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Canadian three-star general takes office as deputy UNC chief

All Headlines 19:01 July 30, 2018

By Song Sang-ho

PYEONGTAEK, South Korea, July 30 (Yonhap) -- A Canadian three-star Army general took office as the first non-American deputy commander of the United Nations Command (UNC) on Monday, underscoring the command's ongoing efforts for "revitalization."

During a change-of-responsibility ceremony, Lieut. Gen. Wayne D. Eyre assumed the mantle, which had been dominated by U.S. officers since the command's inception in 1950 during the Korean War. He replaced Lieut. Gen. Thomas Bergeson, the current commander of the U.S. 7th Air Force.

"This (UNC) revitalization is an important move towards transforming international commitments to the Korean Peninsula security," Eyre said during the ceremony at Camp Humphreys, a sprawling U.S. military complex in Pyeongtaek, 70 kilometers south of Seoul.

"I am excited to execute your intent and help shape this journey toward enduring peace and stability," he added, referring to UNC commander Gen. Vincent Brooks, who depicted Eyre's appointment as part of UNC "transformational" or revitalization endeavors.

Lieut. Gen. Wayne D. Eyre, the deputy commander of the United Nations Command, speaks during a change-of-responsibility ceremony at Camp Humphreys, a sprawling U.S. military complex in Pyeongtaek, 70 kilometers south of Seoul, on July 30, 2018. (Yonhap)

While underscoring its role as the "enforcer of the armistice and enabler of dialogue with North Korea," the UNC has been seeking to transform itself through various endeavors, including bringing in more members from the 16 "Sending States" that sent combat forces to Korea under the U.N. flag during the 1950-53 war.

With its headquarters having recently relocated to Pyeongtaek from Yongsan, Seoul, the UNC consists of members from South Korea, the United States and the Sending States. The UNC oversees the armistice that halted the Korean War.

As part of the UNC revitalization program, a change is set to take place in positions other than the deputy commander post, Brooks said.

"Now to meet our transformational efforts, we will do this three times. The position of the deputy commander is the first," he said during his congratulatory remarks for Eyre.

"The position of the chief of staff for the UNC will be second, and that will occur in the month of August. And the position of the senior member of the Military Armistice Commission will be the last one done in the September or October timeframe," he added.

Brooks indicated that other senior UNC posts will be staffed by those who can focus solely on UNC missions rather than wearing several other hats like himself. Brooks now heads three commands, the U.S. Forces Korea, the UNC, the South Korea-U.S. Combined Forces Command.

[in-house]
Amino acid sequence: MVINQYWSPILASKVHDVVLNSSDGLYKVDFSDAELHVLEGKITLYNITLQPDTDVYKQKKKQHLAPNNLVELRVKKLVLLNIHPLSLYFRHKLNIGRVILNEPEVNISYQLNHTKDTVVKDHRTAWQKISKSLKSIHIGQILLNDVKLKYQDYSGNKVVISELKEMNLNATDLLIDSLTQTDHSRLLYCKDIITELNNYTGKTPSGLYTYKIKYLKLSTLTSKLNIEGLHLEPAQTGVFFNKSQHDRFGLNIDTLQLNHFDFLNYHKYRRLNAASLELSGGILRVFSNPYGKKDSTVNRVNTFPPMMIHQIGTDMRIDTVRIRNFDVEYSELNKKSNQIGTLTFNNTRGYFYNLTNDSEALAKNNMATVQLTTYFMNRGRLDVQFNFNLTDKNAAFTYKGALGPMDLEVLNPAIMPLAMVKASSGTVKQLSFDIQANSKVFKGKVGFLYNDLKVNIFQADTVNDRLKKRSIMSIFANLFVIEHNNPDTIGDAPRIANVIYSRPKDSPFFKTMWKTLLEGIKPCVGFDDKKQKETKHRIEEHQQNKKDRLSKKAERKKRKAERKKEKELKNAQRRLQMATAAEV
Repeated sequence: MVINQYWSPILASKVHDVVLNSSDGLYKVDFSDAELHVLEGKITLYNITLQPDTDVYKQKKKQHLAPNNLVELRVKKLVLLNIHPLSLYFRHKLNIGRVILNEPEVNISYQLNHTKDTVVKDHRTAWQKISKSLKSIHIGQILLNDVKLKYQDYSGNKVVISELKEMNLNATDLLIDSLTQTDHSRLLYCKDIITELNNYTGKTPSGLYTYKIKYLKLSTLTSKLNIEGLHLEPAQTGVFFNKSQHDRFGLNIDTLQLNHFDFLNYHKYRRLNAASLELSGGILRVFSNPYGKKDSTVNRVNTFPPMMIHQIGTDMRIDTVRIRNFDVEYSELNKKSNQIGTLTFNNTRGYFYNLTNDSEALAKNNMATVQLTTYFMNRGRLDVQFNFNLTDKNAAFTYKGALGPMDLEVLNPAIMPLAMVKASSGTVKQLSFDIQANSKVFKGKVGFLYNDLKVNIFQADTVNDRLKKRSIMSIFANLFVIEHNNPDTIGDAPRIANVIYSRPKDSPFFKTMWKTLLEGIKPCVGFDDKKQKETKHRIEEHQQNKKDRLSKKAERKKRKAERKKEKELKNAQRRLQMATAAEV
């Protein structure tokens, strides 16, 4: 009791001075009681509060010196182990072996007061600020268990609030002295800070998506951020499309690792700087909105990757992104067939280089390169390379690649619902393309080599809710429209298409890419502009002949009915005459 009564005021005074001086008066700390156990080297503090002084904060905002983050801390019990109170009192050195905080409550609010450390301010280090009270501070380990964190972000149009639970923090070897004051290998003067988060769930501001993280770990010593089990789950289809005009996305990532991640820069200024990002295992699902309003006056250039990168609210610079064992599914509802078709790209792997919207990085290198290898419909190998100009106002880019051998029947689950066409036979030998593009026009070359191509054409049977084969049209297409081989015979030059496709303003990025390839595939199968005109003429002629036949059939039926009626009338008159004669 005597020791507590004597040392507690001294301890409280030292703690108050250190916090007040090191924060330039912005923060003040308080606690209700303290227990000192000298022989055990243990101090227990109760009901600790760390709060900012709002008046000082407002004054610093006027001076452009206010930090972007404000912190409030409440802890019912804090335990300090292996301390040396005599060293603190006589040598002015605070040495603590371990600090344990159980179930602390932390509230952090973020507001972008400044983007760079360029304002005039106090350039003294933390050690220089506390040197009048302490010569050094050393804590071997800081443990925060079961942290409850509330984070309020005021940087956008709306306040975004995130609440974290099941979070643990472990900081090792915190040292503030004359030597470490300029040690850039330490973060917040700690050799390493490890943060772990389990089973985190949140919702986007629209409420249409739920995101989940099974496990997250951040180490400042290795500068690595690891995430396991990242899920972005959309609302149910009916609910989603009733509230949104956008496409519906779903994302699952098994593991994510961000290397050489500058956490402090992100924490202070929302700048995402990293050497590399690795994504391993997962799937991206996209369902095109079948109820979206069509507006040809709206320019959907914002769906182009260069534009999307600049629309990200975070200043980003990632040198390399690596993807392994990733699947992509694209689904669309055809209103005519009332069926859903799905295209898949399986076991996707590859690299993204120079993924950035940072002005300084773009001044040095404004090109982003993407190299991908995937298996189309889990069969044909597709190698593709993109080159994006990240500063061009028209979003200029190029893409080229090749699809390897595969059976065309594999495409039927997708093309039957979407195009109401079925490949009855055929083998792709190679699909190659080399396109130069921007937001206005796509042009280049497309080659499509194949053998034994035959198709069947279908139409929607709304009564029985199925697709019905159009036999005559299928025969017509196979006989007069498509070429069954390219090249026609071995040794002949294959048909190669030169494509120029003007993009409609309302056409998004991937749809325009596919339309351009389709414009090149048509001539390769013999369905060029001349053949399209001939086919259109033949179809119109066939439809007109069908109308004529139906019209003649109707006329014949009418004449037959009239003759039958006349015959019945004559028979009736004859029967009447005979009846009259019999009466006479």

Eyre gave several reasons a Canadian three-star officer had taken the deputy commander post.

"Firstly and quite simply, the United States asked. Over the last century and plus, our militaries have served together as a force of good around the world and enjoyed tremendous cooperation indeed in many cases integration back in North America," he said.

"Secondly, it is for national interests firmly rooted in our defense policy published last year titled 'Strong, Secure and Engaged.' Beefing up our contingent here, it is a tangible manifestation of the nation's increasing commitment as a reliable player in the region through consistent engagement and strong partnership," he added.

For another reason, the new deputy commander pointed out that the "blood of our heroes was split into the soil here in Korea."

"The delight and pride that our veterans and families feel when they see the success that South Korea has become provides meaning to their sacrifice. Now for me, those sacrifices have a special personal significance," he said.

During his congratulatory remarks, the UNC commander pointed to Canada's commitment to the UNC.

"Lieut. Gen. Eyre in the Canadian Army and 14 other officers formed the Canadian contingent now within the UNC headquarters. We have seen a tremendous commitment by the government of Canada," he said.

Gen. Vincent Brooks, the commander of the United Nations Command, speaks during a ceremony at Camp Humphreys, a sprawling U.S. military complex in Pyeongtaek, 70 kilometers south of Seoul, on July 30, 2018. (Yonhap)

"Gen. Eyre, we gained a highly experienced warrior with multiple operational deployments and extensive command experience. His knowledge of multinational operations and his personal traits of being energetic, inquisitive and a quick study will be highly beneficial to the UNC," he added.

Eyre joined the Army Cadets at age 12 and has been in uniform since then. He attended the Royal Roads Military College and Royal Military College. He has undertaken a variety of overseas missions in Cyprus, Croatia and Afghanistan.


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